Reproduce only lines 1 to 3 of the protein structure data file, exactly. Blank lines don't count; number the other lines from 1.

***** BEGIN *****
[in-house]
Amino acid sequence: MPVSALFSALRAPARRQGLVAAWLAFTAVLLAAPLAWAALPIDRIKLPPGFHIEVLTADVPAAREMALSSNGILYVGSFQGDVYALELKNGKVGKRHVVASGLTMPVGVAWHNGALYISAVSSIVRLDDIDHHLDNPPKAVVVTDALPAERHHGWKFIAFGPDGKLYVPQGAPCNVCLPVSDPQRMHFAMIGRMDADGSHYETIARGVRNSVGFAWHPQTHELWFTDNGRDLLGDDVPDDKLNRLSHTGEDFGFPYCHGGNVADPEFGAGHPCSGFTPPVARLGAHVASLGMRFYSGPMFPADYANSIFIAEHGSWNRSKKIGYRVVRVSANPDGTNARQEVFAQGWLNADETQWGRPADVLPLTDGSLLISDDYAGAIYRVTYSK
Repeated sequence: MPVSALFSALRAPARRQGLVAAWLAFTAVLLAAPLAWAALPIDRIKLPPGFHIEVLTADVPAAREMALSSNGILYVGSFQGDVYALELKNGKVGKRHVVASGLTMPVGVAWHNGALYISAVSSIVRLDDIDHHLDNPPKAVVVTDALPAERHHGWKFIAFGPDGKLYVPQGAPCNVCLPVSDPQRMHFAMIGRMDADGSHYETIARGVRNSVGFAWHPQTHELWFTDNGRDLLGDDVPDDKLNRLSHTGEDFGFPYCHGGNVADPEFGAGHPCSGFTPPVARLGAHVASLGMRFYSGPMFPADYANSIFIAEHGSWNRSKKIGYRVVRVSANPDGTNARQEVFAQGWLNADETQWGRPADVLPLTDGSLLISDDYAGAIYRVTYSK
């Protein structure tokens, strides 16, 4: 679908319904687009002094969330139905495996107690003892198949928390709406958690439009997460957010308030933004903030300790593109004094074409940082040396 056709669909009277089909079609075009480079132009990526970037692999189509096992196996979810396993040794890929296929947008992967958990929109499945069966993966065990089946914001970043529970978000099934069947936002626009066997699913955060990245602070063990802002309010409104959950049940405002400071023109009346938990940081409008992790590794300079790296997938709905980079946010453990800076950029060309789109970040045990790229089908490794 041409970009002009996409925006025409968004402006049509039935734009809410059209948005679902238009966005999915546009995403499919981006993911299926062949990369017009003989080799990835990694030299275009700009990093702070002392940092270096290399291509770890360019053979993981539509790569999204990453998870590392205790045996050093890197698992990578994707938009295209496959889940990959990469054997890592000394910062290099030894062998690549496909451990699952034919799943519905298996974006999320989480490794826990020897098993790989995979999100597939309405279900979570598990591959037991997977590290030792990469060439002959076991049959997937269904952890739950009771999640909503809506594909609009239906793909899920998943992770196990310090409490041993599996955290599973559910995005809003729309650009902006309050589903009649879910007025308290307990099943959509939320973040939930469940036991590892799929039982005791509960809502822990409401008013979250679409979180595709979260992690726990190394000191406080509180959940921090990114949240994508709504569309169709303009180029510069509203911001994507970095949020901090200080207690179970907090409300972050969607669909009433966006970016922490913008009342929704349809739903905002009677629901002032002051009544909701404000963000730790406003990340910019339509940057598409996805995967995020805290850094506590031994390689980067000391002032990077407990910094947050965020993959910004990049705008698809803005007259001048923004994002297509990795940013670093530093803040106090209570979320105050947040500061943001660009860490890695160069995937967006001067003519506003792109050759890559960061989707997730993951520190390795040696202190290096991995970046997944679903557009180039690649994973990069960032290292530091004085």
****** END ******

[in-house]
Amino acid sequence: MPVSALFSALRAPARRQGLVAAWLAFTAVLLAAPLAWAALPIDRIKLPPGFHIEVLTADVPAAREMALSSNGILYVGSFQGDVYALELKNGKVGKRHVVASGLTMPVGVAWHNGALYISAVSSIVRLDDIDHHLDNPPKAVVVTDALPAERHHGWKFIAFGPDGKLYVPQGAPCNVCLPVSDPQRMHFAMIGRMDADGSHYETIARGVRNSVGFAWHPQTHELWFTDNGRDLLGDDVPDDKLNRLSHTGEDFGFPYCHGGNVADPEFGAGHPCSGFTPPVARLGAHVASLGMRFYSGPMFPADYANSIFIAEHGSWNRSKKIGYRVVRVSANPDGTNARQEVFAQGWLNADETQWGRPADVLPLTDGSLLISDDYAGAIYRVTYSK
Repeated sequence: MPVSALFSALRAPARRQGLVAAWLAFTAVLLAAPLAWAALPIDRIKLPPGFHIEVLTADVPAAREMALSSNGILYVGSFQGDVYALELKNGKVGKRHVVASGLTMPVGVAWHNGALYISAVSSIVRLDDIDHHLDNPPKAVVVTDALPAERHHGWKFIAFGPDGKLYVPQGAPCNVCLPVSDPQRMHFAMIGRMDADGSHYETIARGVRNSVGFAWHPQTHELWFTDNGRDLLGDDVPDDKLNRLSHTGEDFGFPYCHGGNVADPEFGAGHPCSGFTPPVARLGAHVASLGMRFYSGPMFPADYANSIFIAEHGSWNRSKKIGYRVVRVSANPDGTNARQEVFAQGWLNADETQWGRPADVLPLTDGSLLISDDYAGAIYRVTYSK